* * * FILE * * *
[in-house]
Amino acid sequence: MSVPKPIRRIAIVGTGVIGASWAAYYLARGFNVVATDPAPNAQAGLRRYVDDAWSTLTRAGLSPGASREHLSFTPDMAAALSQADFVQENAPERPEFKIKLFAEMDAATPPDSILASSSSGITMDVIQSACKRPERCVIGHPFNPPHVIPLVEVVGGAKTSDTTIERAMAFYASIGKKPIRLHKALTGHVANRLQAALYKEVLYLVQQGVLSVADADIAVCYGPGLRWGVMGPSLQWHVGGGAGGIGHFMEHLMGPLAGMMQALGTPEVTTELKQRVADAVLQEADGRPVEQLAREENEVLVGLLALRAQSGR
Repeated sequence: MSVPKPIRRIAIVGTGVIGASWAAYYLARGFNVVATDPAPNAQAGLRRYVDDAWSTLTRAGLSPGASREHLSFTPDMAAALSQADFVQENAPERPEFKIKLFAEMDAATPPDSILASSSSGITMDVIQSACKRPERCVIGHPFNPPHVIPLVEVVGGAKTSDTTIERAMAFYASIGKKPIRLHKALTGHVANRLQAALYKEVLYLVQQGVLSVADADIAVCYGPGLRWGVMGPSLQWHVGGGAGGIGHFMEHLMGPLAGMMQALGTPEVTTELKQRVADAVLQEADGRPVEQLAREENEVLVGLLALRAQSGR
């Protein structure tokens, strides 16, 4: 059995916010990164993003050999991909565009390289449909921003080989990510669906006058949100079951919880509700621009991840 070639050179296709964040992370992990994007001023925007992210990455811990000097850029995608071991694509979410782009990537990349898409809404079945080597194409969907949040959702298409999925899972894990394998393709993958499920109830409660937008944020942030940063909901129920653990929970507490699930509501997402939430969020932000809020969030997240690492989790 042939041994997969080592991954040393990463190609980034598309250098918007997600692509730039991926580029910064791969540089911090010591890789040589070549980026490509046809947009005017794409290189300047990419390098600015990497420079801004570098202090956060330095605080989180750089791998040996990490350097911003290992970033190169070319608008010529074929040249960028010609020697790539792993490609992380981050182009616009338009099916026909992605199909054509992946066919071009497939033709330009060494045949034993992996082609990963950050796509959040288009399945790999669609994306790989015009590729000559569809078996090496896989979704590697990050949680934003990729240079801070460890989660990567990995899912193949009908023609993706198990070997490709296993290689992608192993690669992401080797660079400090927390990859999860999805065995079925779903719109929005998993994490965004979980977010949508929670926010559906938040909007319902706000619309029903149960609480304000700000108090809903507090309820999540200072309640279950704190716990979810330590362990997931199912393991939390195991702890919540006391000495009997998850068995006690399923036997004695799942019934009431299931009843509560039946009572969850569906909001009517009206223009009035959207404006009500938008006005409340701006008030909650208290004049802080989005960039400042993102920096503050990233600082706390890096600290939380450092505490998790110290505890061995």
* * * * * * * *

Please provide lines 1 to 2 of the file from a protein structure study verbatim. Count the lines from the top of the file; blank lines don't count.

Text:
[in-house]
Amino acid sequence: MSVPKPIRRIAIVGTGVIGASWAAYYLARGFNVVATDPAPNAQAGLRRYVDDAWSTLTRAGLSPGASREHLSFTPDMAAALSQADFVQENAPERPEFKIKLFAEMDAATPPDSILASSSSGITMDVIQSACKRPERCVIGHPFNPPHVIPLVEVVGGAKTSDTTIERAMAFYASIGKKPIRLHKALTGHVANRLQAALYKEVLYLVQQGVLSVADADIAVCYGPGLRWGVMGPSLQWHVGGGAGGIGHFMEHLMGPLAGMMQALGTPEVTTELKQRVADAVLQEADGRPVEQLAREENEVLVGLLALRAQSGR